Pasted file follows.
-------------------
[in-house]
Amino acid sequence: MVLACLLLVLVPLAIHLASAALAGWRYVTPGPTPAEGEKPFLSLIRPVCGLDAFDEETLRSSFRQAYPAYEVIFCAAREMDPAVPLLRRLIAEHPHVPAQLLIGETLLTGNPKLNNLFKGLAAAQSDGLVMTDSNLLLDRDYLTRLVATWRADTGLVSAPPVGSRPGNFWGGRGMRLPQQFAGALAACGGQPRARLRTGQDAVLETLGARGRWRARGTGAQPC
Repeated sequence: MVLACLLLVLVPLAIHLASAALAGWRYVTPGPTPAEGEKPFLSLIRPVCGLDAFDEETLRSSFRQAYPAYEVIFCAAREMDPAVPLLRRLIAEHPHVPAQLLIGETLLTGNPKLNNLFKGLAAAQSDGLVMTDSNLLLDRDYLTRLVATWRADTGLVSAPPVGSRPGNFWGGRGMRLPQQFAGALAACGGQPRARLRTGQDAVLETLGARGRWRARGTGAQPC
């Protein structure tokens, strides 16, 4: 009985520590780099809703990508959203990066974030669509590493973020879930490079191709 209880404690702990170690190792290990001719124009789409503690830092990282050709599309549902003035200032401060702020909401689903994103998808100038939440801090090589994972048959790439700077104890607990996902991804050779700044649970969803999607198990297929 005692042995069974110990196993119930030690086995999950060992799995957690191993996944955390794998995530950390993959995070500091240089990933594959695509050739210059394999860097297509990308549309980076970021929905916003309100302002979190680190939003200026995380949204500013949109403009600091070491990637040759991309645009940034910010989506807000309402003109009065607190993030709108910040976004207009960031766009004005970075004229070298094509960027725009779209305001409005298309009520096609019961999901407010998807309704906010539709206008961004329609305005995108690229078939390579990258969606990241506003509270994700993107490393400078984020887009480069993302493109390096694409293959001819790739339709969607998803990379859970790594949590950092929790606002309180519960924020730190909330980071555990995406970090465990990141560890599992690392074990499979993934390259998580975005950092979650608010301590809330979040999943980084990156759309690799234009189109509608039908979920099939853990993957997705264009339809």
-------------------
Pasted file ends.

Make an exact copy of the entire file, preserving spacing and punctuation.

[in-house]
Amino acid sequence: MVLACLLLVLVPLAIHLASAALAGWRYVTPGPTPAEGEKPFLSLIRPVCGLDAFDEETLRSSFRQAYPAYEVIFCAAREMDPAVPLLRRLIAEHPHVPAQLLIGETLLTGNPKLNNLFKGLAAAQSDGLVMTDSNLLLDRDYLTRLVATWRADTGLVSAPPVGSRPGNFWGGRGMRLPQQFAGALAACGGQPRARLRTGQDAVLETLGARGRWRARGTGAQPC
Repeated sequence: MVLACLLLVLVPLAIHLASAALAGWRYVTPGPTPAEGEKPFLSLIRPVCGLDAFDEETLRSSFRQAYPAYEVIFCAAREMDPAVPLLRRLIAEHPHVPAQLLIGETLLTGNPKLNNLFKGLAAAQSDGLVMTDSNLLLDRDYLTRLVATWRADTGLVSAPPVGSRPGNFWGGRGMRLPQQFAGALAACGGQPRARLRTGQDAVLETLGARGRWRARGTGAQPC
């Protein structure tokens, strides 16, 4: 009985520590780099809703990508959203990066974030669509590493973020879930490079191709 209880404690702990170690190792290990001719124009789409503690830092990282050709599309549902003035200032401060702020909401689903994103998808100038939440801090090589994972048959790439700077104890607990996902991804050779700044649970969803999607198990297929 005692042995069974110990196993119930030690086995999950060992799995957690191993996944955390794998995530950390993959995070500091240089990933594959695509050739210059394999860097297509990308549309980076970021929905916003309100302002979190680190939003200026995380949204500013949109403009600091070491990637040759991309645009940034910010989506807000309402003109009065607190993030709108910040976004207009960031766009004005970075004229070298094509960027725009779209305001409005298309009520096609019961999901407010998807309704906010539709206008961004329609305005995108690229078939390579990258969606990241506003509270994700993107490393400078984020887009480069993302493109390096694409293959001819790739339709969607998803990379859970790594949590950092929790606002309180519960924020730190909330980071555990995406970090465990990141560890599992690392074990499979993934390259998580975005950092979650608010301590809330979040999943980084990156759309690799234009189109509608039908979920099939853990993957997705264009339809």